IN Focus: Holcomb, Carson, Spartz discuss fight against COVID-19, debate over infrastructure


INDIANAPOLIS — Despite Indiana’s ongoing rise in COVID-19 cases and hospitalizations, Gov. Eric Holcomb says he will not impose a statewide mask mandate.

According to the Indiana State Department of Health, new cases and hospitalizations stand at rates Indiana has not seen since February. The state’s COVID-19 positivity rate has topped 9% over the past week.

When we asked Holcomb about the surge Wednesday, he said he is not considering any statewide restrictions.

“We are not going to have a mask mandate statewide,” said Gov. Holcomb.

Holcomb said he is focused on making sure Hoosiers have access to the COVID-19 vaccine and the correct information on the virus and vaccinations.

“The goal that the state of Indiana has is to make sure they have that access,” Holcomb said. “It’s easy, it’s free. That they have access to the data that should direct them on how to be safe.”

Holcomb said local communities are welcome to impose their own safety guidelines.

“We’re not going to mandate people staying inside,” Holcomb said. “We are not going to mandate everyone doing one thing when this is different per community.”

As of Wednesday, every county in Indiana falls under the CDC’s recommendation that everyone wear a mask in indoor public places, regardless of vaccination status.

Even without a mask mandate in effect, doctors are still urging everyone to follow that guidance.

“It’s fairly clear that masks can still stop it, but if you’re not masked, there’s a really good chance you could catch it, even through momentary contact,” said Dr. Paul Calkins, associate chief medical executive for IU Health. “And there is some evidence that even people who are vaccinated can pass the virus along.”

Meantime, more elected officials are joining Gov. Eric Holcomb’s call on the FDA to grant the COVID-19 vaccines full authorization.

“I think he, like myself, we share an interest in making sure Hoosiers are safe and Americans are safe as well,” said Rep. André Carson (D-Indiana).

Carson said whether it’s about vaccines or masks, he believes combating misinformation is critical in the fight against COVID.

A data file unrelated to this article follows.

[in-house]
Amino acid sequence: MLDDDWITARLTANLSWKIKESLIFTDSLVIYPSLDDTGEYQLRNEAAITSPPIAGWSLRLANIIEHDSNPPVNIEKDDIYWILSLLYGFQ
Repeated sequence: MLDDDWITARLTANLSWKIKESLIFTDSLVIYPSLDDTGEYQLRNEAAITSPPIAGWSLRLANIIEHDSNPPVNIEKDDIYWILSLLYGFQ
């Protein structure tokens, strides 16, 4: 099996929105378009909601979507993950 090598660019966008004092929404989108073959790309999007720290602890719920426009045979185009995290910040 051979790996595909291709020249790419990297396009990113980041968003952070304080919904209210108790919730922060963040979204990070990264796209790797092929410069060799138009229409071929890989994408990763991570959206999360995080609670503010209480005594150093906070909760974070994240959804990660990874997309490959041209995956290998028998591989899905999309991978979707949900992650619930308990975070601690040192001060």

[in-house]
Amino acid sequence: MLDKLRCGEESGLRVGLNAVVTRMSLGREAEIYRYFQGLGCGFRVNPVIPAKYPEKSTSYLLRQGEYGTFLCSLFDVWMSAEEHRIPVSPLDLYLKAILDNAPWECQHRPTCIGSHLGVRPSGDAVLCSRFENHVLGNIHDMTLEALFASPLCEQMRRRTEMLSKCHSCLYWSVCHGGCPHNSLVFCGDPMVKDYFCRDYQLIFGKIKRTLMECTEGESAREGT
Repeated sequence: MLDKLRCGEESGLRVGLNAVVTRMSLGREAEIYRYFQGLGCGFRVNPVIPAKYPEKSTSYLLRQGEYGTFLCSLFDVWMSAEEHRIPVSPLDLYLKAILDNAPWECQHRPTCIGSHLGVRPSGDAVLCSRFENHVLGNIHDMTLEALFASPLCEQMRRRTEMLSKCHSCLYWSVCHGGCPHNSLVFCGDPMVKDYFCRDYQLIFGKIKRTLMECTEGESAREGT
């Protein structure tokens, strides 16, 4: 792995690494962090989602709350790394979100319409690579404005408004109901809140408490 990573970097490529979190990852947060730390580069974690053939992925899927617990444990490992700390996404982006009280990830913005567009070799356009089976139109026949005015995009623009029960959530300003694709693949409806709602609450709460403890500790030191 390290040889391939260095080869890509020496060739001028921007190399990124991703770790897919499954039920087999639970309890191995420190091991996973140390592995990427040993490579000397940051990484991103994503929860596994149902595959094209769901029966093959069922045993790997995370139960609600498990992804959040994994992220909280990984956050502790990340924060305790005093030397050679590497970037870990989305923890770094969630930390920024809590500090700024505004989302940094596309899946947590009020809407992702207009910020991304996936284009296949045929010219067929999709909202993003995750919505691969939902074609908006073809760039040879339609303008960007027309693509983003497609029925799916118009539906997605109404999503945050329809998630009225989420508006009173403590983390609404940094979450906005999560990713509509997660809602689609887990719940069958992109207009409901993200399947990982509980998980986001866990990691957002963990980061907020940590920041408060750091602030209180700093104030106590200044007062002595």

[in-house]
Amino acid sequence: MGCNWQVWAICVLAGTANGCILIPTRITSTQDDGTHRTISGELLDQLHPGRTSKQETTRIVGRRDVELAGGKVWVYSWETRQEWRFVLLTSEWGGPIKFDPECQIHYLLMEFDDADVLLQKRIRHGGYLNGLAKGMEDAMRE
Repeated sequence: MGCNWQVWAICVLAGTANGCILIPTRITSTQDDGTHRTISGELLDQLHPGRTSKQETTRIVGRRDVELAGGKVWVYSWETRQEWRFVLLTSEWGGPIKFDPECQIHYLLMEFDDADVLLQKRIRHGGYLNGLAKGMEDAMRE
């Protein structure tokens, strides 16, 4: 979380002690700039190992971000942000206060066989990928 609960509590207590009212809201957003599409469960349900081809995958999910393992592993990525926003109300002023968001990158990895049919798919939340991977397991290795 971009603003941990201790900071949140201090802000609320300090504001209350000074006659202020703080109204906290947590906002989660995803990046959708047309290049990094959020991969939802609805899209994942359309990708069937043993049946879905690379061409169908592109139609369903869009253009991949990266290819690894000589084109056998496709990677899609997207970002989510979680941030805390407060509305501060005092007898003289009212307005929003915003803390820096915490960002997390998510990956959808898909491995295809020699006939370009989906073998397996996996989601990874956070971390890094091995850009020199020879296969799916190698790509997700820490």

“Now, with the delta variant, I think all hands need to be on deck,” Carson said. “I think we need to push out, push away from the misinformation that’s out there that trivializes the expertise of health care professionals.”

One of the least vaccinated groups in Indiana is kids between the ages of 12 and 17. Congresswoman Victoria Spartz (R-Indiana) said she believes full FDA approval of the vaccines would make parents more confident about getting their children vaccinated.

“I think regular approval will help much more parents to make that decision if they decide to do that,” Rep. Spartz said.

Spartz said she also believes it’s about making sure Hoosiers have accurate information, adding that she feels transparency in the FDA’s approval process will be key to getting more people vaccinated.

“I think that is a parent’s choice we should provide to people, but I think we have to provide transparent information that parents can make this decision so then more parents will feel more comfortable,” said Spartz.

In the video above, Carson and Spartz are also asked about the infrastructure bill headed to the House after it was passed on a bi-partisan basis in the U.S. Senate last week.

We also discussed the legislation with Sen. Mike Braun (R-Indiana), and with his predecessor, former Sen. Joe Donnelly (D-Indiana), who has been touring the state making the case for the legislation.

Braun voted against the measure along with Sen. Todd Young (R-Indiana), who had initially voted to move ahead procedurally with the legislation before ultimately voting against the bill.

Sen. Young commented on his vote during a roundtable discussion on rural broadband needs with staff members at NineStar Connect in Greenfield Friday.

“You look at the broader bill, which I and a bunch of others voted to advance so that I’d have a seat at the table, the promise was it was supposed to pay for itself without increasing taxes, and we were close to doing that,” Young told the group. “But they moved away from that stated goal, and it doesn’t come close to paying for itself now. And you had these other provisions put in place. And you had Speaker Pelosi tie it to a three-and-a-half trillion dollar bill.”

Sen. Young added that he would “continue to advocate on Hoosiers’ behalf and your behalf for robust investments in broadband.”

We wanted to ask Sen. Young about his vote against the infrastructure bill, but a spokesperson told us he was unavailable for an interview.

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